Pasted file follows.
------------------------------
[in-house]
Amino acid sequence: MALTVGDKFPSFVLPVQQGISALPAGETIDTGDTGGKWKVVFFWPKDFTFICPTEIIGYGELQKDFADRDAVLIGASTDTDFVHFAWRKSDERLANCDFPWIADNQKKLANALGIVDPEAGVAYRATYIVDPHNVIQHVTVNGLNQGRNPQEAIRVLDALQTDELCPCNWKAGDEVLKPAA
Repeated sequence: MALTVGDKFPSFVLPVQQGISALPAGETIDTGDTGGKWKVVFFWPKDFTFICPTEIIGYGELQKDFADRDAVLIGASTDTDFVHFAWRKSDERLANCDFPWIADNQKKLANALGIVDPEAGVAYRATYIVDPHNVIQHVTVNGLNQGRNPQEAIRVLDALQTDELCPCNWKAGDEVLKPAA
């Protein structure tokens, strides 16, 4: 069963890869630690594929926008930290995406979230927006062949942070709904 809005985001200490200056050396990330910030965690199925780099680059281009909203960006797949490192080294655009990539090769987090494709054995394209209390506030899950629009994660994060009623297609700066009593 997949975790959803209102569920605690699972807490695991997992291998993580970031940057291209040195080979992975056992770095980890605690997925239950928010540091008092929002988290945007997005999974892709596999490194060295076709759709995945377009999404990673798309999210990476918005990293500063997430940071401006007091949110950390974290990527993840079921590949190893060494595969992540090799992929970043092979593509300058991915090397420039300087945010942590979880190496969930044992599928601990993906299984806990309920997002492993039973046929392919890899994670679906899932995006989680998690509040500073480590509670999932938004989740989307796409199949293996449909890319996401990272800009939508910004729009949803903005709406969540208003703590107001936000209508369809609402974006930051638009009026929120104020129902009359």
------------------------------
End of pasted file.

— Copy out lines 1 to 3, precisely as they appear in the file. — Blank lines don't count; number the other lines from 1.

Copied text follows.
[in-house]
Amino acid sequence: MALTVGDKFPSFVLPVQQGISALPAGETIDTGDTGGKWKVVFFWPKDFTFICPTEIIGYGELQKDFADRDAVLIGASTDTDFVHFAWRKSDERLANCDFPWIADNQKKLANALGIVDPEAGVAYRATYIVDPHNVIQHVTVNGLNQGRNPQEAIRVLDALQTDELCPCNWKAGDEVLKPAA
Repeated sequence: MALTVGDKFPSFVLPVQQGISALPAGETIDTGDTGGKWKVVFFWPKDFTFICPTEIIGYGELQKDFADRDAVLIGASTDTDFVHFAWRKSDERLANCDFPWIADNQKKLANALGIVDPEAGVAYRATYIVDPHNVIQHVTVNGLNQGRNPQEAIRVLDALQTDELCPCNWKAGDEVLKPAA